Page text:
Hope you all enjoy…there’s some famous people on here too!
Here’s a sample question from our wonderful conversation:
Q: You chart an interesting course from professional woman to CEO of your house. Can you describe this change?
A: Moving up the homemaker ladder of success takes time as it took time to climb the corporate ladder. In exchange for a business plan, you’ll be following a different set of guidelines orchestrating your Life plan—preparing for your greatest investment ever: your child. During the first few months of staying at home with my son, I was in overdrive. I set tangible goals including reading several books daily to him, in order to feel as if I was accomplishing some measurable level of success, as I had at my job. Although others were urging me to rest when my baby slept, I continued to run on autopilot. I was programmed to perform on an efficiency schedule at work, so I transferred that mindset to my motherhood role, even trying to bake homemade cookies for my guests who visited. In contrast to my job, I felt completely scattered in my homemaker role at first. There was no job description, paycheck or accolades from my boss/coworkers; no power lunches or even coffee breaks. In fact, I didn’t even know when to eat lunch and had very little social interaction. It took me a long time to learn how to simply enjoy the time with my son and celebrate the many intangible moments of play and wonder.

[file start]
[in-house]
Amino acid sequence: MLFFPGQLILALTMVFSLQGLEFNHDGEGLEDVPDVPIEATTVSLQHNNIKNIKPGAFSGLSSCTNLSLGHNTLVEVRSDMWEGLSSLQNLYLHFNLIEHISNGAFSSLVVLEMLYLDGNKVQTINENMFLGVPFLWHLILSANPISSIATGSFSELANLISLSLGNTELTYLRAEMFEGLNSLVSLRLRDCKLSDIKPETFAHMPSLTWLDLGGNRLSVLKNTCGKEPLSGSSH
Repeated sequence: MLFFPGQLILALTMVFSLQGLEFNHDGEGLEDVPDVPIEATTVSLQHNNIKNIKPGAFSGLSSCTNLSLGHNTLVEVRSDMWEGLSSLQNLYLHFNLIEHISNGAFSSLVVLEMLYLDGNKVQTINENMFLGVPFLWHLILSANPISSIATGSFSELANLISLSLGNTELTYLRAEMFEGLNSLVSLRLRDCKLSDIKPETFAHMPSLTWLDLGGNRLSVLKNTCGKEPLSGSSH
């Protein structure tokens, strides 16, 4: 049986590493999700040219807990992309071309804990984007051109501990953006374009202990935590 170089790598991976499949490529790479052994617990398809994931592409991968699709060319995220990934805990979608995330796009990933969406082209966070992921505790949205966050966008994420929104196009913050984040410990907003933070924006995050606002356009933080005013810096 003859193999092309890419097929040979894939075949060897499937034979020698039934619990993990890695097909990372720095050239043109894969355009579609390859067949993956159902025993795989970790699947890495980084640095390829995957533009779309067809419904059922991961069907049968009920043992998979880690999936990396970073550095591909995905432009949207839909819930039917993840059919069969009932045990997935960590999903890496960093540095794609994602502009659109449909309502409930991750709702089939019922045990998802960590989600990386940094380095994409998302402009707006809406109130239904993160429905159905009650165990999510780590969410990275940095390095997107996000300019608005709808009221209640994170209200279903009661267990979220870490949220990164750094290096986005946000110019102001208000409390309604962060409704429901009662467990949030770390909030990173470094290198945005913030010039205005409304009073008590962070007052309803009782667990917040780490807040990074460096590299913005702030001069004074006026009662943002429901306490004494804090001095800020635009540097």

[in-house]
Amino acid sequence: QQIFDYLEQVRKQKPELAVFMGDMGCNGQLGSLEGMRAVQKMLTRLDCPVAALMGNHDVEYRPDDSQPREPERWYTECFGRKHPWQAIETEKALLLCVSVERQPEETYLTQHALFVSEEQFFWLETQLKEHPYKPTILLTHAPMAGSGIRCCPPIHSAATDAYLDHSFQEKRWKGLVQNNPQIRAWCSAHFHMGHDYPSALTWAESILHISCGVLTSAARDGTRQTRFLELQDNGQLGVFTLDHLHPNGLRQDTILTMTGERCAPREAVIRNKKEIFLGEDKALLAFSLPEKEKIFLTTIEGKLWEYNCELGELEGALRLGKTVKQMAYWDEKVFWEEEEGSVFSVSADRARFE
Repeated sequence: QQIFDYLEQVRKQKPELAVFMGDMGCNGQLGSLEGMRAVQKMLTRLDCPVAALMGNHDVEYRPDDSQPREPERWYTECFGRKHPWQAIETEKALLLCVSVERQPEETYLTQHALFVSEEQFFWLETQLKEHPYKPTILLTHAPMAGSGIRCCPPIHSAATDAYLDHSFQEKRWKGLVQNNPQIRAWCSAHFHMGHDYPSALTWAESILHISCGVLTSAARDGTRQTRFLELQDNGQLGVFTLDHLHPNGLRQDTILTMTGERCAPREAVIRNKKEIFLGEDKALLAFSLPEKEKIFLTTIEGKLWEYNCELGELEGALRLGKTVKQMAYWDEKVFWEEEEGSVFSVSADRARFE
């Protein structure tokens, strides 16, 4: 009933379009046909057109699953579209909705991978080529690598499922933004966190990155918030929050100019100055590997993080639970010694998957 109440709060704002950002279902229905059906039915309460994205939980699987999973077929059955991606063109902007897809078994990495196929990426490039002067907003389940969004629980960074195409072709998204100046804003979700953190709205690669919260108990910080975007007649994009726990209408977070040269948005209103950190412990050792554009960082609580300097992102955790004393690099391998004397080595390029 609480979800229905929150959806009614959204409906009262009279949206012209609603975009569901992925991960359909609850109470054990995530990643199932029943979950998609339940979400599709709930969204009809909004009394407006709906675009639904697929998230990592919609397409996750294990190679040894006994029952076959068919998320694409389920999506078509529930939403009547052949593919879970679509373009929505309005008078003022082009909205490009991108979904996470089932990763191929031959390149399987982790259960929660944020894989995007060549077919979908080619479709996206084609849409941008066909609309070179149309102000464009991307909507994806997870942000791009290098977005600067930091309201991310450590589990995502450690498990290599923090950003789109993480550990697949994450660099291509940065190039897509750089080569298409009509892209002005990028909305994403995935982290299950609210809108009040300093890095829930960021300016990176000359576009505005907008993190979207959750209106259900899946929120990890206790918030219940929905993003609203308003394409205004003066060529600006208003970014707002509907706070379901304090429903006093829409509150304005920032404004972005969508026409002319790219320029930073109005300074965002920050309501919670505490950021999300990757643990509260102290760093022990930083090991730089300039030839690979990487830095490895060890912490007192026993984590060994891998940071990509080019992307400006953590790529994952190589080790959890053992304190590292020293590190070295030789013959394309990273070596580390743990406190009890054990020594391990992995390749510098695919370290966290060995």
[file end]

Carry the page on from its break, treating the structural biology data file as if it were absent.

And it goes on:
Channel 12 News Interview for MommyBest–Please check out what I had to share about some of the 13 lessons I learned as a Mom…so far.
Happy Mother’s Day–See if your journey into motherhood was like mine, different or still yet to come!May 6th, 2011
The Birth of a Mother: Each Woman’s Journey into Motherhood is Unique! Dedicated to all the moms around the world!!I’m sharing this first memoir from my book: MommyBest: 13 Inspirational Lessons Derek & Dylan’s Mom (and maybe yours) Never Learned in School. Check it out @ www.mommybestbook.com B&N or Amazon
Ever since I was a little girl, I had big dreams. I would spend hours each day listening to my radio imagining how all my dreams would come true. As the music played, my heart raced as I saw myself traveling to faraway places, becoming famous and rich, and most importantly—emerging as an independent woman.
Sometimes, before bedtime, I would share my dreams with my mother who always listened with eager and excited ears. All my dreams were a stark contrast to my Mom’s childhood dream of getting married and raising children. I couldn’t understand, given all the opportunities I had, how my mother could derive such pleasure and fulfillment from motherhood. And, since I knew all about life, so I thought, I often advised my Mom to do “more” with hers,’ besides “just being a mother.”